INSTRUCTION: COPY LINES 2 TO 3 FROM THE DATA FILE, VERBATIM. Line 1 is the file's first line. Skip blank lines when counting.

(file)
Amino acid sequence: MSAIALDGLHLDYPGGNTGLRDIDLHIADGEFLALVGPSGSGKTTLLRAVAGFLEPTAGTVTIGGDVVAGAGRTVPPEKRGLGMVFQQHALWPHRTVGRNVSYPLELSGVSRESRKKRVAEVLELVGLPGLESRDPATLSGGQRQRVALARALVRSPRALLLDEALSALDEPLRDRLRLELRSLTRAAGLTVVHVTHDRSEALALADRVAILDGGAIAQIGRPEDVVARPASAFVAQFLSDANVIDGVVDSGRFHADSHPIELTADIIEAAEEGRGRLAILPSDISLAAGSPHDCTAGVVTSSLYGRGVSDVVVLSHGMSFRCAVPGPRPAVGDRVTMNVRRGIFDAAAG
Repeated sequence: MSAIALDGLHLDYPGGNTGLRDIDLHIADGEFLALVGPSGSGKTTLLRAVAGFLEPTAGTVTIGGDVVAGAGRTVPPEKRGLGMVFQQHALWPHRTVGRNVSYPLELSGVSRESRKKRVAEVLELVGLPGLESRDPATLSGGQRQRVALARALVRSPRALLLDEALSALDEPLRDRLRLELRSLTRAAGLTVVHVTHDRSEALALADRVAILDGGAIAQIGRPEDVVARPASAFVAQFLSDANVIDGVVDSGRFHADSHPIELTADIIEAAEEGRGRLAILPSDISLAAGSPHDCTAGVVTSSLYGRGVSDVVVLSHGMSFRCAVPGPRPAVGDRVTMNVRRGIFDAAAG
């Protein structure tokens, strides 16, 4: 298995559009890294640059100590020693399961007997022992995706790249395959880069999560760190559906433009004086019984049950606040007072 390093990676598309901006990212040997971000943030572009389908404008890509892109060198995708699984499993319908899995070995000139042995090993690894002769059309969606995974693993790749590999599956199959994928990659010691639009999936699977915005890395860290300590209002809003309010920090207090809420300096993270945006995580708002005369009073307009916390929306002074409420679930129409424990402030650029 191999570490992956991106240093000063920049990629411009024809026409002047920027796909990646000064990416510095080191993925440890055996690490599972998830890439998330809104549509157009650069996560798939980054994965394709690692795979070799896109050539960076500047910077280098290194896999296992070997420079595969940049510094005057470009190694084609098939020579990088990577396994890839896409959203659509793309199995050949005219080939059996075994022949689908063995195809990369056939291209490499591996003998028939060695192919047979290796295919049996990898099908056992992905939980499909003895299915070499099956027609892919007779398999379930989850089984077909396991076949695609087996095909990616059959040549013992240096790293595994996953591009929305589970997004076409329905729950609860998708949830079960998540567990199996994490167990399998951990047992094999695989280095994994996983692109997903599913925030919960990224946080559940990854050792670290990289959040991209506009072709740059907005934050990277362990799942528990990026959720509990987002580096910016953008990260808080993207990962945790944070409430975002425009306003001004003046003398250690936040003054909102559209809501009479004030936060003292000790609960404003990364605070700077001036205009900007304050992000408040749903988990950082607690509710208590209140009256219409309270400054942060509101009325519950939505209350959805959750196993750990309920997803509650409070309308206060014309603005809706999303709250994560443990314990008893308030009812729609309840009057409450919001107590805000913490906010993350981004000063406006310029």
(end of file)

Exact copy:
Repeated sequence: MSAIALDGLHLDYPGGNTGLRDIDLHIADGEFLALVGPSGSGKTTLLRAVAGFLEPTAGTVTIGGDVVAGAGRTVPPEKRGLGMVFQQHALWPHRTVGRNVSYPLELSGVSRESRKKRVAEVLELVGLPGLESRDPATLSGGQRQRVALARALVRSPRALLLDEALSALDEPLRDRLRLELRSLTRAAGLTVVHVTHDRSEALALADRVAILDGGAIAQIGRPEDVVARPASAFVAQFLSDANVIDGVVDSGRFHADSHPIELTADIIEAAEEGRGRLAILPSDISLAAGSPHDCTAGVVTSSLYGRGVSDVVVLSHGMSFRCAVPGPRPAVGDRVTMNVRRGIFDAAAG
């Protein structure tokens, strides 16, 4: 298995559009890294640059100590020693399961007997022992995706790249395959880069999560760190559906433009004086019984049950606040007072 390093990676598309901006990212040997971000943030572009389908404008890509892109060198995708699984499993319908899995070995000139042995090993690894002769059309969606995974693993790749590999599956199959994928990659010691639009999936699977915005890395860290300590209002809003309010920090207090809420300096993270945006995580708002005369009073307009916390929306002074409420679930129409424990402030650029 191999570490992956991106240093000063920049990629411009024809026409002047920027796909990646000064990416510095080191993925440890055996690490599972998830890439998330809104549509157009650069996560798939980054994965394709690692795979070799896109050539960076500047910077280098290194896999296992070997420079595969940049510094005057470009190694084609098939020579990088990577396994890839896409959203659509793309199995050949005219080939059996075994022949689908063995195809990369056939291209490499591996003998028939060695192919047979290796295919049996990898099908056992992905939980499909003895299915070499099956027609892919007779398999379930989850089984077909396991076949695609087996095909990616059959040549013992240096790293595994996953591009929305589970997004076409329905729950609860998708949830079960998540567990199996994490167990399998951990047992094999695989280095994994996983692109997903599913925030919960990224946080559940990854050792670290990289959040991209506009072709740059907005934050990277362990799942528990990026959720509990987002580096910016953008990260808080993207990962945790944070409430975002425009306003001004003046003398250690936040003054909102559209809501009479004030936060003292000790609960404003990364605070700077001036205009900007304050992000408040749903988990950082607690509710208590209140009256219409309270400054942060509101009325519950939505209350959805959750196993750990309920997803509650409070309308206060014309603005809706999303709250994560443990314990008893308030009812729609309840009057409450919001107590805000913490906010993350981004000063406006310029």